Sexual function after robot-assisted prolapse surgery: a prospective study.Int Urogynecol J. 2018 Jun; 29(6):905-912.IU
INTRODUCTION AND HYPOTHESIS
Female pelvic organ prolapse (POP) can severely influence sexual function. Robot-assisted surgery is increasingly used to treat POP, but studies describing its effect on sexual function are limited. The objective of this study was to evaluate sexual function after robot-assisted POP surgery.
This prospective cohort study included all patients who underwent a robot-assisted sacrocolpopexy (RASC) or supracervical hysterectomy with sacrocervicopexy (RSHS). Exclusion criteria were unknown preoperative sexual activity status or concomitant surgery. In sexually active women, sexual function was measured with the translated validated version of the Pelvic Organ Prolapse/Urinary Incontinence Sexual Questionnaire (PISQ-12). Changes in sexual activity were scored. Prolapse stages were described using the simplified Pelvic Organ Prolapse Quantification (S-POP) system.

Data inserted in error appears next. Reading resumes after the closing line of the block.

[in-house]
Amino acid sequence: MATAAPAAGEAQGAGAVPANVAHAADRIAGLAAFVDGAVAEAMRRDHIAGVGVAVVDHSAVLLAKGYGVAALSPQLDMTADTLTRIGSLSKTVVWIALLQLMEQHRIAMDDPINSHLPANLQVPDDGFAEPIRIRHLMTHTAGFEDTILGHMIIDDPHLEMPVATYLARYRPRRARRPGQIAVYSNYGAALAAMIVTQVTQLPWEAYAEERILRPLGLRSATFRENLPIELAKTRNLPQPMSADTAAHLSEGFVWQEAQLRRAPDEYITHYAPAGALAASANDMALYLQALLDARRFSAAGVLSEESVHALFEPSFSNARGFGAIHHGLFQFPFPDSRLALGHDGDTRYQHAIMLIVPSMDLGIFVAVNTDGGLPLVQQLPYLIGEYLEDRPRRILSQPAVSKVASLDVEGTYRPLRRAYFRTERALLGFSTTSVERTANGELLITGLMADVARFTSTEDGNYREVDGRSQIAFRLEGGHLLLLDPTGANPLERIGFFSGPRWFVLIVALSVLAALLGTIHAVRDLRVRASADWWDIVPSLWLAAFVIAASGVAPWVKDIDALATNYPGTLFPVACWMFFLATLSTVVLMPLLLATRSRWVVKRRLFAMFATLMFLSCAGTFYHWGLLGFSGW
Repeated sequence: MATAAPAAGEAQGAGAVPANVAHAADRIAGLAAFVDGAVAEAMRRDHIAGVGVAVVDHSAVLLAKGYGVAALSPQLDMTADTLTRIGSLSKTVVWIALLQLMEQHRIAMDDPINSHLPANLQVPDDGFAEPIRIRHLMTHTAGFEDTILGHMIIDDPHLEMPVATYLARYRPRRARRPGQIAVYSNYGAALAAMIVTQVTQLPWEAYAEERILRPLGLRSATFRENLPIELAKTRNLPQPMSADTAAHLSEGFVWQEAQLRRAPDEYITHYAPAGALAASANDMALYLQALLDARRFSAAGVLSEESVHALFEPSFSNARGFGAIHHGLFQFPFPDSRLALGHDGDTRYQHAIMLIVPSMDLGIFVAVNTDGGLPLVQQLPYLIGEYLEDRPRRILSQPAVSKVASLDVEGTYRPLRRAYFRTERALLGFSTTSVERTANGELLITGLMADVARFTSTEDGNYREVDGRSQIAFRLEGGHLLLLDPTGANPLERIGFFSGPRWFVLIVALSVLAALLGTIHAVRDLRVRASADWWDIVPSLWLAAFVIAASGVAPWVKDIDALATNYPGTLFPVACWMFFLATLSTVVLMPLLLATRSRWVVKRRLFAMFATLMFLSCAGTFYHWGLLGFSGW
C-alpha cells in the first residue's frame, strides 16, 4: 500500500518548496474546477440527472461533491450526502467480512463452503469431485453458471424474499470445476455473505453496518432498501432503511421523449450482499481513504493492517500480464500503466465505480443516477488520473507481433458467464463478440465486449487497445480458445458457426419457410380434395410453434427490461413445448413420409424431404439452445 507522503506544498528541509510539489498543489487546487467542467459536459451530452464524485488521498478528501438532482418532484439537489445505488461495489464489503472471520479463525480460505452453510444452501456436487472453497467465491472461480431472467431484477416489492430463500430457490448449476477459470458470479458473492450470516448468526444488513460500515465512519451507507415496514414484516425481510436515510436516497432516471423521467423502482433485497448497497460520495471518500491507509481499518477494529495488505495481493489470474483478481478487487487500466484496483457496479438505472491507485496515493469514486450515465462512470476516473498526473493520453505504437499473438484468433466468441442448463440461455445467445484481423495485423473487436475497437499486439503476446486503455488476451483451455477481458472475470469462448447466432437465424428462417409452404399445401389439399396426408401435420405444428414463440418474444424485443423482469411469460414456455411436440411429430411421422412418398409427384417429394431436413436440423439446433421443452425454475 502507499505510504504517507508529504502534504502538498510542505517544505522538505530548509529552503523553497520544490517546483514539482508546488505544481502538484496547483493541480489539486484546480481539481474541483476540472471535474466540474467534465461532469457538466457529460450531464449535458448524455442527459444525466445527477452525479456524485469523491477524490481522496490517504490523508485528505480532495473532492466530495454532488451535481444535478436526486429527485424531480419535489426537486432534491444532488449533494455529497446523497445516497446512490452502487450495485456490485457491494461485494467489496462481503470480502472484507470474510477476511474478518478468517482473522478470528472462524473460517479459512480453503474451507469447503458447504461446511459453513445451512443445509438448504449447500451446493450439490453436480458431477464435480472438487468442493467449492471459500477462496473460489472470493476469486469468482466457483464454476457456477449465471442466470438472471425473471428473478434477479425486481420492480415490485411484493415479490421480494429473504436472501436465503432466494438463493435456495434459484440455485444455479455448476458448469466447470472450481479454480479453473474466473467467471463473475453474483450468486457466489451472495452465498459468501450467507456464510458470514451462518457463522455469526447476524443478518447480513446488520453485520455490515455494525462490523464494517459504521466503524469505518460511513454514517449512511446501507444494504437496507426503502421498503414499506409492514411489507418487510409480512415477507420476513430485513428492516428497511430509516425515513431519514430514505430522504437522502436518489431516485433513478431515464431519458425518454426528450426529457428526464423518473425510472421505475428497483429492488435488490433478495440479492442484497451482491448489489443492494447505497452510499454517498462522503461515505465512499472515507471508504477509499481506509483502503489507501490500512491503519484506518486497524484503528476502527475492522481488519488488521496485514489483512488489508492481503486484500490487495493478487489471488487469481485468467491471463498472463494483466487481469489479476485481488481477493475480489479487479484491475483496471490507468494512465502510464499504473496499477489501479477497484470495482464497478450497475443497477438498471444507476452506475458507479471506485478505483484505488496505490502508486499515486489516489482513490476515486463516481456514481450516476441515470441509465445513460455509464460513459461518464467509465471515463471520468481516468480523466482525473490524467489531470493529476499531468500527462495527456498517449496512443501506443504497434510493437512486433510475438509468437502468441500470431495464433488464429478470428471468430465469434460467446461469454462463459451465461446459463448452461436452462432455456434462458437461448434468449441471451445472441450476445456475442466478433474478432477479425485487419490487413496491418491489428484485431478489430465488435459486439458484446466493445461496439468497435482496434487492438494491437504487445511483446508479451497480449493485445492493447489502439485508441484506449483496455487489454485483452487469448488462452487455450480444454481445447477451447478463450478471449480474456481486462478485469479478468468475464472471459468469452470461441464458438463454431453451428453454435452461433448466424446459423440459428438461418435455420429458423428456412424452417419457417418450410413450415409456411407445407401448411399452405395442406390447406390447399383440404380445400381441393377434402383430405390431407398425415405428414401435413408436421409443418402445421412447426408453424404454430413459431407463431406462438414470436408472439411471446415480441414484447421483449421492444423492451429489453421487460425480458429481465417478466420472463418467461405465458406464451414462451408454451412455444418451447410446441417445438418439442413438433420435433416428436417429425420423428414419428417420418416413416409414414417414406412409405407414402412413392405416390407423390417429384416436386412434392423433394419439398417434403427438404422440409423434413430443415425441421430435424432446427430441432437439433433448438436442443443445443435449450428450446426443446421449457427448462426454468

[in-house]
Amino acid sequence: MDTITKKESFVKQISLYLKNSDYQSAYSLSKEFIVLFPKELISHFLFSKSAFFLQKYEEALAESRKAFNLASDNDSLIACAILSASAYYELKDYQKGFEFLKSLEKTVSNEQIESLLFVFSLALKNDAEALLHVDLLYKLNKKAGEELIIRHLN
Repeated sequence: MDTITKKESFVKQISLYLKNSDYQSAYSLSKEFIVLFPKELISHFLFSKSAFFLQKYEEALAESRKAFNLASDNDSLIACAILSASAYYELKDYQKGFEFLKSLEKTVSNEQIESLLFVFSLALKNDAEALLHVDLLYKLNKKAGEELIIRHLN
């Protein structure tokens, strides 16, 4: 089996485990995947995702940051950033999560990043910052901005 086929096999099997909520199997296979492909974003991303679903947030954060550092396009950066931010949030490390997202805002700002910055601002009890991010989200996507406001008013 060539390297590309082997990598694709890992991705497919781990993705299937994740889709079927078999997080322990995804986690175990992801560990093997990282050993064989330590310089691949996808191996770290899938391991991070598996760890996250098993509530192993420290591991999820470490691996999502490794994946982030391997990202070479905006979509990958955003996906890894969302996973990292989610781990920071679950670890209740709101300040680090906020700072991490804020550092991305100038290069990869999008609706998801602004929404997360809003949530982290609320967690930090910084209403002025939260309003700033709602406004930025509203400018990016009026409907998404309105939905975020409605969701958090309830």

A total of 107 women were included (median follow-up 15.3 months). No difference was found in the total number of sexually active women before and after surgery [63 (58.9%) vs. 61 (63.5%), p = 0.999]. Significantly fewer women avoided sexual intercourse postoperatively compared with preoperatively. Preoperatively, sexual intercourse was avoided due to vaginal bulging (2% vs. 24%, respectively, p = 0.021). Total mean PISQ-12 scores improved significantly 1 year after prolapse correction (33.5 vs. 37.1; p = 0.004), mainly due to improved scores on the physical and behavioral-emotive domain. No significant difference in pre- and postoperative complains of dyspareunia was found.
Robot-assisted middle-compartment surgery improved sexual function 1 year after surgery according to enhanced physical and emotional scores. The total number of sexually active women and complains of dyspareunia before and after surgery did not differ.